Unless you are a very skilled player, don't get into the habit of jumping when you pass. If you jump when you pass, and the defense closes the passing lane while you are airborne, you're in trouble.
See these Tips for Better Passing that will help you become a good passer and help you avoid passing turnovers.
Let's take a few specific instances:
Point Guard to Wing passThe wing player should make a V-cut and the passer should time the pass for when the receiver breaks back out of the V-cut. If the defender is back off the wing player, pass the ball right into the "shooting pocket", on your teammate's side facing the hoop, so that he/she is immediately is position to release the shot. If the pass is made to the outside, the receiver must first pivot and square up before he/she can shoot.
Now, if the defender is up closer, make the pass to the outside of your teammate. If the defender is in the passing lane, your teammate should make a back-cut to get open. If not, it's a difficult pass and he/she will not be open for a shot, so you should look to pass elsewhere, or make a move yourself. Another point - the pass to the back-cutter is often a nice bounce pass leading the receiver.
Perimeter PassingContrary to what is often taught, the chest pass is not real good here. To make a chest pass, you must have a clear passing lane directly in front of you. If the defender is in front of you, a pass that comes from your chest area is easily deflected. Use either the lateral pass or the two-handed overhead pass.
In making the lateral pass, you fake opposite and then cross your opposite foot (the foot which is away from the direction of the pass) in front of you and step in the direction of the pass. You deliver the pass with some "zip" on it so it cannot be intercepted.
For example, if you want to pass to the right, you make a fake to the left and then cross your left foot over in front of you while pivoting on your right foot and make the pass to the right. This is almost like a chest pass except the pass is not released from the center chest area, but more from your side.
The two-handed overhead passThis pass is often used as an outlet pass after a rebound, or for a "skip" pass (a cross-court pass over a zone defense). It can also be used to quickly move the ball around the perimeter. Your target is your teammate's head - a little higher than the chest. In making this pass, do not bring the ball back behind your head… keep it straight up (or slightly in front) and over your head.
Passing into the PostTiming is important. The pass should be made as the post player is cutting into his/her post position. A bounce pass is easiest to catch, but sometimes an "air pass" (no bounce) is needed especially when passing from the top.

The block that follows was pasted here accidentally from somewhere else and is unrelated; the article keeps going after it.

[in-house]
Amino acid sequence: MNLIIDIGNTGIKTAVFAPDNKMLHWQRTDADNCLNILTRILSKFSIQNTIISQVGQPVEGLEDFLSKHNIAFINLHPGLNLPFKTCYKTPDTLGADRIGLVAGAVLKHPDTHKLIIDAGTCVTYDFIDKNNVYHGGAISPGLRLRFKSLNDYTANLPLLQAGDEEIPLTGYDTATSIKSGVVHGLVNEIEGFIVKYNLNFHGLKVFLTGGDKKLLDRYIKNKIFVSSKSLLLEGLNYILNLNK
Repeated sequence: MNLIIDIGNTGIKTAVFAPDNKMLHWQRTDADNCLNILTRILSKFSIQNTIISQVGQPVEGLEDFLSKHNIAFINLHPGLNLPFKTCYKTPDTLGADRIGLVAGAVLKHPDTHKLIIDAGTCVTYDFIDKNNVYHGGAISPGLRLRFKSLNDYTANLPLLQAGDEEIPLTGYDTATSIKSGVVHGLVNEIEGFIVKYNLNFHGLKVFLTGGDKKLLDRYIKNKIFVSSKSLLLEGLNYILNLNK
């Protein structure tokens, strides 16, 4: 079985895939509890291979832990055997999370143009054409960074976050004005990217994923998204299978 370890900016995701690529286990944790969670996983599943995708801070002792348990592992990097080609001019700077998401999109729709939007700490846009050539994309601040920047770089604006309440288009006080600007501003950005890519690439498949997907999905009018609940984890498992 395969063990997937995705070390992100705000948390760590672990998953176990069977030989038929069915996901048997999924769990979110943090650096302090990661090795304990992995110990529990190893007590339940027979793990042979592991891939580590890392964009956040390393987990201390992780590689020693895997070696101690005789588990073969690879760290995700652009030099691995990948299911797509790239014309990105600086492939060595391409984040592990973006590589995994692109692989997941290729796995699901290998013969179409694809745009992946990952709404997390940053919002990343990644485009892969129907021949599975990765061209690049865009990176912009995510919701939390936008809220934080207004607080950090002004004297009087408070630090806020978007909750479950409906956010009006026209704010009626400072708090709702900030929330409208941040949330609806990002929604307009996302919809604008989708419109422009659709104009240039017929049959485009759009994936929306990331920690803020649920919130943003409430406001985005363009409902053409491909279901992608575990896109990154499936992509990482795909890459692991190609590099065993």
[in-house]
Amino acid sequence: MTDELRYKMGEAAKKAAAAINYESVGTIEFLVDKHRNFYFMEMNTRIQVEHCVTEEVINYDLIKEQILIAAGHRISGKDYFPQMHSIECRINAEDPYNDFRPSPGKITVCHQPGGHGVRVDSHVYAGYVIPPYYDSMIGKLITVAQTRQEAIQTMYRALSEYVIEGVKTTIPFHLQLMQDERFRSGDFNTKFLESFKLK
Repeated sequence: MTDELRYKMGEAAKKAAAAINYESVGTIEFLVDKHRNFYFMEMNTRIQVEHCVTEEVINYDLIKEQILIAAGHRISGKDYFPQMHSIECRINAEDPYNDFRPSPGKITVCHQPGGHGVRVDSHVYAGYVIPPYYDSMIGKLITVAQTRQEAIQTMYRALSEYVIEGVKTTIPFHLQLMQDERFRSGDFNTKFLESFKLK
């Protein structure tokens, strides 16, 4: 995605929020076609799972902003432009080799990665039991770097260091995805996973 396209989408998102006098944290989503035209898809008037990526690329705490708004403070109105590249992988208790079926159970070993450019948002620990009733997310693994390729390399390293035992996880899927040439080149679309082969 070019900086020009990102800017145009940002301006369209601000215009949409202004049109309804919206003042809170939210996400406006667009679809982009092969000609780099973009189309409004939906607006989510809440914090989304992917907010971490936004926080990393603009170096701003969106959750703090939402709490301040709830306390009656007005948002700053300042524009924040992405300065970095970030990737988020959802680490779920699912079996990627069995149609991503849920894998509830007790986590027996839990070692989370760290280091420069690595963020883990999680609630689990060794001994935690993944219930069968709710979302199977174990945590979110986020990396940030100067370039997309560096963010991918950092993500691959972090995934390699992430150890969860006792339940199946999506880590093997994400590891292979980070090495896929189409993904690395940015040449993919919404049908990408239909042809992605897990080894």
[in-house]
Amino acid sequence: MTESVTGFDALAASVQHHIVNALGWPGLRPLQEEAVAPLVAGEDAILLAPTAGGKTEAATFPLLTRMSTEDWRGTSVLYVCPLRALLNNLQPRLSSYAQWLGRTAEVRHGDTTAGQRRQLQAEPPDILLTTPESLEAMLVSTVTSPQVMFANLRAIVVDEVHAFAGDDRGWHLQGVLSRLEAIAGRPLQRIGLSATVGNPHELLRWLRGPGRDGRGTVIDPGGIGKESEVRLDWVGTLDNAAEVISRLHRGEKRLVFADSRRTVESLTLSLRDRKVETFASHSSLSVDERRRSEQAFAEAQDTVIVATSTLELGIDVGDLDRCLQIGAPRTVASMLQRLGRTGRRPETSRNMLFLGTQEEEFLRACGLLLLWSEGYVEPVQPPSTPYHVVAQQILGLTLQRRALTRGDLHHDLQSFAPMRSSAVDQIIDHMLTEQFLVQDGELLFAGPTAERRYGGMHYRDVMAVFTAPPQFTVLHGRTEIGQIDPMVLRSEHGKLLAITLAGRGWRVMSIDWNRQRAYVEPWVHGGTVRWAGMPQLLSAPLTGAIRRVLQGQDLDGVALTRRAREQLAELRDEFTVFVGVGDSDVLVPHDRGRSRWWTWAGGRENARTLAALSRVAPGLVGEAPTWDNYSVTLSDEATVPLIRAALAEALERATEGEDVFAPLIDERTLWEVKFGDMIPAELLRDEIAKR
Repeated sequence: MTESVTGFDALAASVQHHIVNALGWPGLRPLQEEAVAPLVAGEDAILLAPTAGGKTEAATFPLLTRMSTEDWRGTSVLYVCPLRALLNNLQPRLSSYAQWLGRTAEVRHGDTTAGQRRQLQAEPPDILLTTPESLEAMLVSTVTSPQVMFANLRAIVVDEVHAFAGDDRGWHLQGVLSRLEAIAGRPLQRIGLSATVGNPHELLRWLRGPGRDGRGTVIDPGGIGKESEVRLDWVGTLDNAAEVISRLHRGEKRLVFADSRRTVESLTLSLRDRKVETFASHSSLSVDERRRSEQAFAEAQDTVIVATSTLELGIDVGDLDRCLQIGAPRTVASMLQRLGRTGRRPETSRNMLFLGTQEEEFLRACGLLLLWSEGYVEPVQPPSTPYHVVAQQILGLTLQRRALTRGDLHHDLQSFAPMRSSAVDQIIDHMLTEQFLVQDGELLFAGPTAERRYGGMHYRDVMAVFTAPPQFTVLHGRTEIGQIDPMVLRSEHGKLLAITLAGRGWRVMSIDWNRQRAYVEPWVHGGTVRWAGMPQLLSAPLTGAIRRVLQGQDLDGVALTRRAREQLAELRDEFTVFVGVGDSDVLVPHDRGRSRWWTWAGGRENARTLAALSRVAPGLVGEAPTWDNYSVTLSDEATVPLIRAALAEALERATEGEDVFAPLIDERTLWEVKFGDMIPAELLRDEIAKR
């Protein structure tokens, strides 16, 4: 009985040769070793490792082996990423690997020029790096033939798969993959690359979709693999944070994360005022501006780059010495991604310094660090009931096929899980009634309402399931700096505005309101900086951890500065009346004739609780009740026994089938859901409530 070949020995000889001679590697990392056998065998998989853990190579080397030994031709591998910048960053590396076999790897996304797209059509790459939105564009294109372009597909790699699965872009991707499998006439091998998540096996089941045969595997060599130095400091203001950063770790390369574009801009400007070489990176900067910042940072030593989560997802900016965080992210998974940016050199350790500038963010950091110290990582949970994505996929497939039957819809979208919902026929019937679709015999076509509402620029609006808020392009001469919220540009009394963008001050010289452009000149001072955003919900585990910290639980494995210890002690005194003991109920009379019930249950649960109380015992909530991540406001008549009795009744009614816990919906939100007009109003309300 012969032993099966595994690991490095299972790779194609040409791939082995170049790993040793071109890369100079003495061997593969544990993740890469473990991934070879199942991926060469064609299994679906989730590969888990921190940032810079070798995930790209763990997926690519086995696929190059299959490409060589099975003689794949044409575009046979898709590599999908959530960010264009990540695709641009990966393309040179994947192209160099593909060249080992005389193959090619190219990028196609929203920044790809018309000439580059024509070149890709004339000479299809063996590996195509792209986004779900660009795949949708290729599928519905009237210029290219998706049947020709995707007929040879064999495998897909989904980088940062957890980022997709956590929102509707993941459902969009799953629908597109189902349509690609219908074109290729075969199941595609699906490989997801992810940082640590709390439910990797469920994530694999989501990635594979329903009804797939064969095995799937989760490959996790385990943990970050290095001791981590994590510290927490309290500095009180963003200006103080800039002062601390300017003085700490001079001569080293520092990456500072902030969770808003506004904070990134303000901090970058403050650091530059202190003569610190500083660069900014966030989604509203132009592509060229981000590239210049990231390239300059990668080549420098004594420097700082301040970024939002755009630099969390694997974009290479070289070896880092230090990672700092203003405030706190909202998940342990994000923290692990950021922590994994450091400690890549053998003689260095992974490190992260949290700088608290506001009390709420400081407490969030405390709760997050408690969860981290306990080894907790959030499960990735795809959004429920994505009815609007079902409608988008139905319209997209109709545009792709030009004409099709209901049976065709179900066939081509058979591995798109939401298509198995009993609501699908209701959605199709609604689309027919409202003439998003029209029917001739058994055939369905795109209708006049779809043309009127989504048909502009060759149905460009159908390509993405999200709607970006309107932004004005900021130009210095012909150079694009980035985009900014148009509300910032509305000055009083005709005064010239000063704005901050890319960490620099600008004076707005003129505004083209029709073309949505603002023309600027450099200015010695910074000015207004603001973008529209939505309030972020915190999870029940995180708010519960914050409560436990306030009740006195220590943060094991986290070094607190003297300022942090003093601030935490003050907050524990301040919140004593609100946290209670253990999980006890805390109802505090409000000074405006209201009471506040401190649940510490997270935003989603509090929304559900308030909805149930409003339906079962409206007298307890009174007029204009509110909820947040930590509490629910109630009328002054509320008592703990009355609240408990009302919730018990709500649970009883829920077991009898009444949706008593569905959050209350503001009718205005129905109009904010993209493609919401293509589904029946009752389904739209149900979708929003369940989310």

When the ball is on the wing, the pass to the low post should be made quickly before the defense is set. The passer should clear the passing lane by making a good fake. Learn how to make the "step-around" bounce-pass (fake an overhead pass, and with the non-pivot foot make a long stride around the defender to improve the passing angle. Pass to the side away from the post defender.
If the post defender is half-fronting on the baseline side, make the pass from the high side, and perhaps even take one quick dribble up for a better passing angle from the high side. If the post defender is half-fronting from the lane side, make the pass from the baseline side.
When the low post is fronted, a lob pass over the top can be attempted, but only if your post player has a clear advantage as this pass is often unsuccessful.
Passing DrillsSee the standard passing drills on this website. In addition, use drills where defense is played against the pass. Passing is easy and not game-like without defenders. It becomes a very difficult skill once defenders are in place.
Drills that involve players passing and catching on the move are better than stationary drills, since seldom in a game do you pass to someone standing still.
You can design your own simple drills. One would be to practice the pass from point to wing and back, using one or two defenders. Teach the V-cut and back-cut. Teach the point guard how to make a nice leading bounce pass to the back-cutter.
Another drill practices the wing to low post pass using two defenders. Teach the passer how to fake and open the passing lane and how to make the "step-around" bounce pass (see above). He/she must also recognize the correct target. If the post defender is playing on the baseline side, from the high side of your defender, pass to your teammate's hip on the lane side. If the post defender is playing on the lane side, pass to your teammate's baseline hip.
5-on-5 drill. Put your offense in a half-court set against man-to-man defense. Have them pass against this defense with no dribbling allowed, except for a one or two bounce dribble to attack the hoop, or a drive and dish. After five possessions, switch offense and defense. Make sure your receivers are making good V-cuts or back-cuts and moving toward the ball when receiving. Here also is an opportunity to stress the importance of setting good screens. Most passes are caught with two hands with the receiver in triple threat position.
Also practice 5-on-5 passing against various zones, again with no dribbling. Move the ball quickly to over-shift the zone. Use the two-handed overhead pass and skip passes. Read the gaps in the zone. Not only do these drills help your passing, but also help your team to learn how to break zone defenses down - and it's a lot more fun than just doing simple partner passing drills.
- Tips for Better Passing
- Fast-Break Passing Drills
- Full-Court Weave Passing Drills
- Full-Court Passing Drills
- Half-Court Passing Drills
- Press Break Passing Drill